With an $850 million loan from the International Monetary Fund (IMF) in 1993, the influence of the Bretton Woods institutions grew in crafting the country’s macro-economic strategy, and an official of the World Bank, Richard Ketley, was seconded to help draft GEAR. Both institutions reportedly insisted that Mandela retain apartheid-era Reserve Bank governor Chris Stals in his post. The ANC government spent much time placating the country’s white business community, raising questions among critics about whether the party was really in power or merely in office. Mbeki appeared to be relying on the “magic of the market” to distribute wealth to the country’s black masses, and seems to have belatedly – with the promotion of a “developmental state” in 2005 – recognised that the market distributes its rewards unevenly. Half a million jobs were shed in five years and the expected flood of foreign investment turned out to be a mirage. Mbeki has often been portrayed by his critics as a King Canute that sought, in a courageous but ultimately futile effort, to roll back the waves of globalisation and their pernicious effects on his economy. The one policy that Mbeki has consistently championed in a bid to build a black entrepreneurial class is Black Economic Empowerment (BEE), to ensure that black managers occupy corporate positions and to help black entrepreneurs benefit from government contracts. These “affirmative action” policies have been criticised for benefiting a parasitic, tiny elite of ANC-connected individuals, but there have been recent attempts to extend the policy so that it is more “broad-based”.
 
Under Mbeki’s foreign policy, South Africa has established solid credentials to become Africa’s leading power. Mbeki has consistently sought multilateral solutions to resolving regional conflicts. This explains his much criticised policy of “quiet diplomacy” towards Zimbabwe, which Gumede ably dissects. Mbeki has been more prepared than Mandela to send peacekeepers abroad, increasing South Africa’s credibility as a major geo-strategic player in Africa. He has used his consensusbuilding skills to serve as chief mediator in Côte d’Ivoire and the Democratic Republic of the Congo (DRC). Mbeki was the first chair of the African Union (AU). He also served as chair of the Non-Aligned Movement (NAM). He was the intellectual architect of NEPAD, and, under his leadership, South Africa hosted two highprofile United Nations (UN) conferences on racism and sustainable development. The country was elected president of the influential Group of 77 developing countries at the UN, while South Africa won a two-year seat on the UN Security Council from January 2007. Assistance to NEPAD has, however, failed to deliver the $64 billion a year that African leaders had hoped for, leading to a widespread questioning of the initiative by civil society groups on the continent.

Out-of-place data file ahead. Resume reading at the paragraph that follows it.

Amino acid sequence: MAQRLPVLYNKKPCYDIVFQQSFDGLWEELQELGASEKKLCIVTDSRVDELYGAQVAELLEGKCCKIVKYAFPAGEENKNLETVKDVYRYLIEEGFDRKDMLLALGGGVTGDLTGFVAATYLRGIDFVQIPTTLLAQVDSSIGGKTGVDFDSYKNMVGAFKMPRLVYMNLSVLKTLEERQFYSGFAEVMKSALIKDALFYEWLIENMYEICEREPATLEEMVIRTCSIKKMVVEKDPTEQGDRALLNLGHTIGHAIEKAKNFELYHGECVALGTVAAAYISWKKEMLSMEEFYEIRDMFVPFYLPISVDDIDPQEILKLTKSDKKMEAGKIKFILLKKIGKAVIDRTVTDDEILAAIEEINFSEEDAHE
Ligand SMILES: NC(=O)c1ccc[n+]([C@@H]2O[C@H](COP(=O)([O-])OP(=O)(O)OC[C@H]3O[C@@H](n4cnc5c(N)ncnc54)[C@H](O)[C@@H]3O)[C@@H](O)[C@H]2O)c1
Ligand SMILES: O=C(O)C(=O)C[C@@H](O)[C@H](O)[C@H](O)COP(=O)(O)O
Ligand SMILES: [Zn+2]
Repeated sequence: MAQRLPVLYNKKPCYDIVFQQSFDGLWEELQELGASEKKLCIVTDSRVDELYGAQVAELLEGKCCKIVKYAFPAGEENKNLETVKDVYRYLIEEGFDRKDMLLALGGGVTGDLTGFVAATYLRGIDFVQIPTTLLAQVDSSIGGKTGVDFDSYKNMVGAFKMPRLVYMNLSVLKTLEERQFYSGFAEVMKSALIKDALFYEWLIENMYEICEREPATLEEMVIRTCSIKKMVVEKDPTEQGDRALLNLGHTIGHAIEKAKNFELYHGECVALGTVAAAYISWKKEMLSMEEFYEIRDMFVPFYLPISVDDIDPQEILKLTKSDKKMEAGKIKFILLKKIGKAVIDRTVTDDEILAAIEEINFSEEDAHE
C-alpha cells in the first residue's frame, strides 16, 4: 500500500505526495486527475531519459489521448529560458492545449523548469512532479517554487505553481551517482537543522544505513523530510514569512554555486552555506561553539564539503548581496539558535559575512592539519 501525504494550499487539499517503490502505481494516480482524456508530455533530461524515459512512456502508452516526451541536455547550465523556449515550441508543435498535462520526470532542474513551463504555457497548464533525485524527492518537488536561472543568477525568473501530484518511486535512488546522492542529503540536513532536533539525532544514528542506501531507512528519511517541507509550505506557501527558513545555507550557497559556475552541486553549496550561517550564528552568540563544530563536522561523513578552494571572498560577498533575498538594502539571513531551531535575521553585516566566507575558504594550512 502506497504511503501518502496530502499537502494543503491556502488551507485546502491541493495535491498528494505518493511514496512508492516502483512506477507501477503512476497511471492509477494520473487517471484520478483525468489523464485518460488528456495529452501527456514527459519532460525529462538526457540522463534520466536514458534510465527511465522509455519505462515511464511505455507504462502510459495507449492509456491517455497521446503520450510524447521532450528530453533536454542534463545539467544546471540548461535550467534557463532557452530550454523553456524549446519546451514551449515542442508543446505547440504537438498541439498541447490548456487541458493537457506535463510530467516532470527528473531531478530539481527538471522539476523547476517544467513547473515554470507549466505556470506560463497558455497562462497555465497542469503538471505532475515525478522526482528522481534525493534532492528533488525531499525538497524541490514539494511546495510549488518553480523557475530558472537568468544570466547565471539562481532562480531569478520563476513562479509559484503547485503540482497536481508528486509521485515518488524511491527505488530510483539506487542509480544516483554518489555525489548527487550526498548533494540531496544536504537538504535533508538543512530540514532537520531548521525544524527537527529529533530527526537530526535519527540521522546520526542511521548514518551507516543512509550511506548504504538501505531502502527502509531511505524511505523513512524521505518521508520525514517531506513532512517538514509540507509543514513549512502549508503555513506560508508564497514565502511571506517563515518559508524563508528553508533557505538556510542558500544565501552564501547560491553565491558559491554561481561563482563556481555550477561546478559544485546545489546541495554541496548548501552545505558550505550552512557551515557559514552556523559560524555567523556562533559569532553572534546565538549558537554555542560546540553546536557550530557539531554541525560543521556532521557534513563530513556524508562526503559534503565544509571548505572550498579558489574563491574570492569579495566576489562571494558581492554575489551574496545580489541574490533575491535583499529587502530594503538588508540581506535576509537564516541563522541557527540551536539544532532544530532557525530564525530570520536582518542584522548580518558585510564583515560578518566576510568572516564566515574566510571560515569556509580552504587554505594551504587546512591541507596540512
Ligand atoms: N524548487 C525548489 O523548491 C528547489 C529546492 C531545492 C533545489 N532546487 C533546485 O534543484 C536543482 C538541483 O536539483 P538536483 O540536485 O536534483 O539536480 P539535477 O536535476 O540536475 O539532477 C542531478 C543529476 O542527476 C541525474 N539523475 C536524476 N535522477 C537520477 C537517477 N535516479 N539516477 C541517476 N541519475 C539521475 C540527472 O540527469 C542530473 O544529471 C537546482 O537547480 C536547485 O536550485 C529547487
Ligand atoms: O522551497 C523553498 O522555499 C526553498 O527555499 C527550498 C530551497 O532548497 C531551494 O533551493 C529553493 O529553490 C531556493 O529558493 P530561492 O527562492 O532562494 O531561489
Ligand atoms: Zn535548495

Undoubtedly, the most controversial policy of Mbeki’s presidency has been what Gumede describes as his “AIDS denial”. Standing at around five million at the most recent count, South Africa is estimated to have the largest number of people infected with HIV/AIDS, yet its president said in 2003 that he did not know anyone who had died of the disease. Mbeki set up a presidential AIDS advisory council in 2000, half of whose members belonged to a “dissident camp” of scholars who did not believe that HIV necessarily causes AIDS. Though Mbeki has denied holding this view himself, his advisory panel and his own utterances sent mixed messages on this critical issue. The government started to roll out antiretroviral drugs (ARVs) in earnest in 2004, only after South Africa’s Constitutional Court had ordered it to do so. Mbeki also faced pressure from the medical community, as well as civic groups like the Treatment Action Campaign (TAC), trade unions, and churches. According to Gumede, the decisive intervention came from Mbeki’s international investment council which complained to him about the deleterious effect that South Africa’s AIDS policies were having on foreign investment. The explanation most often offered for Mbeki’s mysterious stance is a strong abhorrence to claims that AIDS originated in Africa and is spread by what is sometimes stereotypically depicted as uncontrolled black sexuality.
 
Gumede reports that Mbeki and his former deputy, Jacob Zuma, fell out in 2001 when Zuma was being touted as a possible successor. By June 2005, Mbeki was facing more open challenges to his leadership from within the ANC after ousting Zuma as his deputy in June 2005, following corruption allegations. With Zuma avoiding conviction on both rape and corruption charges in 2006, Mbeki looked increasingly isolated. Several analysts view opposition to Mbeki’s leadership style, rather than pro-Zuma enthusiasm per se, as the main reason for populist opposition to Mbeki’s rule. New social movements like the Concerned Citizens Forum and the Landless People’s Movement have also sprung up to challenge the slow pace of socio-economic transformation, in which only three percent of a target of 30 percent of land in a decade was distributed to the poor. The ANC has, however, built over one million homes, supplied electricity and water, and provided R70 billion annually (about £7 billion) in social grants to the poor. In the end, the AIDS debacle will undoubtedly do more harm to Mbeki’s legacy than any other issue. This modernday plague will be the Renaissance man’s Achilles heel when future historians chronicle his political tenure and admirable peacemaking role on the continent.

notes

​* Selected for special commendation by Noma Award for Publishing in Africa 2006.

Auteur

Adekeye ADEBAJO

Pagination

Pages 5-6

Africa Review of Books / Revue Africaine des Livres

Volume 03 N° 02,​ Septembre 2007